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Stafford has plan to protect valuables

BY KATIE THISDELL

It may sound like a no-brainer: Lock your car, or lose your valuables.

But Stafford County Sheriff Charles Jett says that’s just the reminder that people need, especially around the holidays when “shoppers” aren’t just browsing the county’s stores—they’re also swiping from cars in parking lots and on neighborhood streets.

“It’s simple but we knew from the very beginning that we could influence the numbers greatly if we could convince the community to help us out,” Jett said.

This month, the Sheriff’s Office is pushing the “Take it, Hide it, Lock it or Lose it” campaign.

Residents may remember seeing that message over the summer, on flashing signs on busy roads or on bumper stickers on deputies’ cars.

At that time, Jett said the department looked for every possible way to reach out to the community—and then some. They placed signs in the hardest-hit neighborhoods and sent information to homeowners associations. They established neighborhood watch groups and aggressively monitored pawnshops. For 60 days, the Sheriff’s Office did everything it could think of.

And the effort seems to have paid off.

In July, the number of reported thefts from vehicles in Stafford dropped to 22, from 51 the month before. The numbers stayed low in August and September, with 36 and 32 reports.

Meanwhile, in nearby Spotsylvania County, the number of thefts from cars in the summer months, when Stafford rolled out its campaign, were the highest to date in 2012.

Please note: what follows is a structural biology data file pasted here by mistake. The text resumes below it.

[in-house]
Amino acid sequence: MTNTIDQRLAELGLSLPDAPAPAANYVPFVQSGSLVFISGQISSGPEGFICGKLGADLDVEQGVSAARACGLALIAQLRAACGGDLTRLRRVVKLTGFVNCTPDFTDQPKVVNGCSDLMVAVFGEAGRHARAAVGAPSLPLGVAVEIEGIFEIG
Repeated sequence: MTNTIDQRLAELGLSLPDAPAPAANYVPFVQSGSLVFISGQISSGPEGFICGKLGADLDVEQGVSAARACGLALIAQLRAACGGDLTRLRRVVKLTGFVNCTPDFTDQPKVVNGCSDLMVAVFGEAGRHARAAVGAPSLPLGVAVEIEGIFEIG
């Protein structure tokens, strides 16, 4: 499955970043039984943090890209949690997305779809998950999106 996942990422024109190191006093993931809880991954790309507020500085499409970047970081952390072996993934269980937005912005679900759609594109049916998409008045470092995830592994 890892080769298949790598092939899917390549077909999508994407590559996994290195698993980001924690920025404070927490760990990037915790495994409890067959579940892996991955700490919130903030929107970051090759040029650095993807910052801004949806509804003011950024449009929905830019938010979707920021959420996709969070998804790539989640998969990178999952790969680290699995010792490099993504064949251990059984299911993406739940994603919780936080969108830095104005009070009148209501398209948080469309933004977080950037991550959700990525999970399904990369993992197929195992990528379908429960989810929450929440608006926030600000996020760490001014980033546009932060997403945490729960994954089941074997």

In the city of Fredericksburg, June was by far the hardest-hit month, with 40 reported thefts, compared to no more than 15 in any other month.

In Stafford, crime analyst Jacquelin Graham says the numbers have been creeping back up.

The hardest-hit neighborhoods (with three or more reports last month) were Leeland Heights, Leeland Station, Potomac Run Farm and Grafton Village, along with commercial areas on Garrisonville Road and U.S. 17.

Of course, many crimes go unreported. Sometimes officers find property on a suspect that hadn’t originally been reported as stolen.

For example, if something is worth less than $100, a victim may not feel the need to report the theft.

Conservative estimates show that locally, there are at least twice as many thefts from cars as reported; nationally, that increases to five times as many, Graham said.

But all the minor thefts add up. Three thieves working together and targeting 10 cars each in a few hours can bring in more than $2,000, Jett said.

“That’s much more profit than an armed robbery at a convenience store,” Jett said.

The likely suspects are young adults, some who come from outside the region to go “shopping,” as the crime has been named.

The “Take it, Hide it, Lock it or Lose it” campaign will be advertised in the same ways as previously, including with posters, message boards and newsletters.

The Sheriff’s Office also will use its bait car heavily to deter thefts. The unidentified car, which was obtained from a drug seizure, is decked out with all the bells and whistles of a bait car. Sometimes it’ll be locked and sometimes it’ll have valuables in it. But once someone tries to open it up, they’ll be stopped.

“It’s a challenge to the community that it’s not just mom and pop’s car—it’s ours, too,” Jett said.

Katie Thisdell: 540/735-1975

kthisdell@freelancestar.com

ONLINE REPORTING

The Stafford Sheriff’s Office also hopes to increase reporting by  citizens through the Take It, Hide It, Lock It or Lose It campaign—by making that simple to do.

A self-reporting system was developed for a website that enables a victim of a theft (valued at less than $200) to report it online.

At staffordsheriff.com, look for “Report an Incident” under Quick Links on the homepage.

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